On the heels of the Supreme Court’s controversial overturning of Roe v. Wade catapulting justices to the forefront of public attention, Painted Sky Opera and Oklahoma Contemporary bring Scalia/Ginsburg to the stage for three performances.
The relationship between the titular Supreme Court justices Ruth Bader Ginsburg ( Lauren Cook) and Antonin Scalia (Brian Cheney), forms the focal point of the opera — an apt choice of medium by its librettist and composer, Derrick Wang, as both justices deeply loved the art form.
“They had season tickets to the opera together,” Rob Glaubitz, Oklahoma City-based Painted Sky Opera’s artistic director and director of Scalia/Ginsburg, said. “They went, they had completely opposite viewpoints on the law and yet still managed to be really wonderful, not just colleagues, but actual friends.”
Delayed from January 2021 due to COVID-19, the performance celebrates the ability of the two justices to connect despite their numerous differences, culminating with the characters singing the duet “We are different. We are one” near the end of the show.
Working on the performance led Glaubitz to admire the relationship between Scalia and Ginsberg.
“Appreciating the kind of friendship that they had, where they could completely disagree with each other, and tell the other person they were completely wrong, and yet still be friendly and call each other nicknames and have this great relationship, [it] reaffirms that this is possible in our society today, which I think is one of the most important messages of the opera,” Glaubitz said.
Created by Wang during his time studying law at Harvard University and originally premiering in 2015, the opera was revised after Scalia’s passing in 2016.
“Scalia is such a specific type of person, and we were lucky enough to get Brian Cheney who did the role with Opera Delaware in 2019,” Glaubitz said.
Returning to the role after several years, the context changed for Cheney.
- Justin Heyes
- Brian Cheney plays Justice Antonin Scalia in Opera Delaware’s 2019 production of Scalia/Ginsburg.
“I think there are some things that are a little more challenging to wrap our heads around,” Cheney said. “One is Roe versus Wade, that’s referenced in the show, but of course, referenced in a different way than I think we would consider it now. … I think we need it more than ever, this message of, ‘Hey, it’s okay to have opposing ideas, politically. We can still get along, we can still love each other.’”
Like Cheney, mezzo-soprano Lauren Cook is returning to a role in Scalia/Ginsburg, having previously played Ginsburg in a version produced by Opera Naples.
“It’s especially poignant with her so-recent passing to be able to—because I did the role in 2020 when she was still alive—actually, the last role I did before the pandemic,” Cook said. “She’s such an icon and such a wonderful person. It’s nice to be able to really spend the time honoring her again.”
The restrictions that COVID-related closures placed on the opera world during the time since her last Scalia/Ginsburg performance gave her a new perspective.
“It does give me a new kind of appreciation for not only her love of opera but my rekindled passion for it as well, having not been able to do it for a while there,” Cook said. “So I think it’s kind of that moment of, ‘There’s so much joy to be found in this.’”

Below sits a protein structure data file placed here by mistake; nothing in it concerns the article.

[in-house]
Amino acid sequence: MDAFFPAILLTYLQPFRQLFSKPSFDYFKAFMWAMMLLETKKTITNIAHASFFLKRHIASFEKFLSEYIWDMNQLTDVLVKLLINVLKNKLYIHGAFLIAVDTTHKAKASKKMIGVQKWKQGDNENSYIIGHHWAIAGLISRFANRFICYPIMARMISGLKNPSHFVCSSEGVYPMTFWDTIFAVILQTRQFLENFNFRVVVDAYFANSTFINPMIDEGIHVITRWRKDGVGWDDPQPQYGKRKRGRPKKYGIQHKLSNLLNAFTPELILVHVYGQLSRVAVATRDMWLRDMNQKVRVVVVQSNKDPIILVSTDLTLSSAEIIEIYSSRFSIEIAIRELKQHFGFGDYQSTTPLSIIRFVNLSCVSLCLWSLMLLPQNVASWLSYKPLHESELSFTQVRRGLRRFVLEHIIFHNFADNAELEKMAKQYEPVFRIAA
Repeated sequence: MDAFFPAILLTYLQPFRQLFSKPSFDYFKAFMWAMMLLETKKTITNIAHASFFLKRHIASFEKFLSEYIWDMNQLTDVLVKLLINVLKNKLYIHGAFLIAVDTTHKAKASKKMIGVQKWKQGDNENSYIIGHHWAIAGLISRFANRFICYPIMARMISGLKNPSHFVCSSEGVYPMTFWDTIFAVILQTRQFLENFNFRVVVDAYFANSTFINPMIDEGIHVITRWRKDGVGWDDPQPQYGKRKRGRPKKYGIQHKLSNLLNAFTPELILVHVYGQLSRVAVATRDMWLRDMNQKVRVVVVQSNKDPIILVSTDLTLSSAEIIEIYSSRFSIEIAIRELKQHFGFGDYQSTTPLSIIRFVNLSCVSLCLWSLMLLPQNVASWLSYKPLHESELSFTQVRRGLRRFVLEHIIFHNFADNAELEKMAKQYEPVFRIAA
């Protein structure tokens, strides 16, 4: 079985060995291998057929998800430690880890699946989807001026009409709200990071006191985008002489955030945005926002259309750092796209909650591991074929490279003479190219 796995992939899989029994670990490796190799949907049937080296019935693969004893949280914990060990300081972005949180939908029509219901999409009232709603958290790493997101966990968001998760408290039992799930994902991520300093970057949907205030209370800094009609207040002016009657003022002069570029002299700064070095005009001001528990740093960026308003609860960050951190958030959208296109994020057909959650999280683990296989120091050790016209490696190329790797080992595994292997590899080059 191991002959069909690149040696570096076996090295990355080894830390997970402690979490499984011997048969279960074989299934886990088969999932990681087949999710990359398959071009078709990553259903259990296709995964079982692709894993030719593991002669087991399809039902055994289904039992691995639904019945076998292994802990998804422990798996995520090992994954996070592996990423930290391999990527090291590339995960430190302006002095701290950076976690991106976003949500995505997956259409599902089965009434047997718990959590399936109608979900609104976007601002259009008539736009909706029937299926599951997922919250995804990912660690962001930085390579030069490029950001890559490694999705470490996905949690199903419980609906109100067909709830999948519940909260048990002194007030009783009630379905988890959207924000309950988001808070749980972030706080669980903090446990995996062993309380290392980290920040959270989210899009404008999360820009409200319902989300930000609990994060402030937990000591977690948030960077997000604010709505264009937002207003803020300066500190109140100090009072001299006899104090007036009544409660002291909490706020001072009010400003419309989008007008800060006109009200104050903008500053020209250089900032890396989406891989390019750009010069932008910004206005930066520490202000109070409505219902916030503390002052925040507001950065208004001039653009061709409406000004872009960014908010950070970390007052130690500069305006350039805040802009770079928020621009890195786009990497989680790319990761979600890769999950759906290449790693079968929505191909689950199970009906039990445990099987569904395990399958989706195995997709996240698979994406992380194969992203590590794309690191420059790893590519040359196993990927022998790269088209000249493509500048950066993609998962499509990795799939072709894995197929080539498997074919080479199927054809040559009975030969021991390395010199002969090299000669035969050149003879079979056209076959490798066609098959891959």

Even though the subjects are serious, the opera is uplifting and inspiring, Glaubitz said.
“This is a fun show. This shows both characters at their most entertaining, and I think that’s what I would stress … We were lucky. Lucky enough to get the two people who have actually done the roles in other productions before,” Glaubitz said.
As prior performers of this work, Cook and Cheney have a hand up in tackling the wide range of styles and genres that the contemporary piece incorporates.
“This opera is like a pastiche, it’s like a cut-and-paste show with different musical motifs,” Cheney said. “For example, in the first part of the show, I sing what would be thought of as like a Handel rage aria, which has a lot of moving notes, a lot of coloratura and fast moving passages. And then the next aria that I sing is based on Puccini, which is very full lyric dramatic-type singing and requires different types of understanding of style to really make it make sense to the listener.”
This means mastering not just one style but several and interlacing them together.
“The music is challenging because it’s so different. When you’re singing an opera, you’re just singing one composer. And so you work on the style of, let’s say, Mozart. Mozart is a very different style of singing, and interpretation musically, then, like Verdi or Puccini, or Bizet or Handel, even. So in this case, you’ve got all of it. So it’s like everything in the kitchen sink,” he said.
Glaubitz pointed to one of Ginsburg’s arias as an example of how all these difficult historical references add dimension to the opera’s characterization of Ginsburg and Scalia. The aria incorporates melodies originally sung by two classic opera characters, Carmen and Violetta, each of whom are defined by their independent nature.
“Both of them, their main thing is, ‘I am free, I am strong, I will do what I want, nobody’s going to tell me what to do, because I am a free person,’” Glaubitz said. “And that kind of embodies what Ginsburg was. She wasn’t going to let anybody keep her down, put chains on her, she was going to be free.”
Show times are 7:30 p.m. Sept 9-10 and 2 p.m. Sept 11 in Oklahoma Contemporary’s Te Ata Theater, 11 NW 11th Street.
The Sept. 9 performance includes a talk-back and the Sept. 10 performance will have a guest speaker. Tickets are $36.56 each.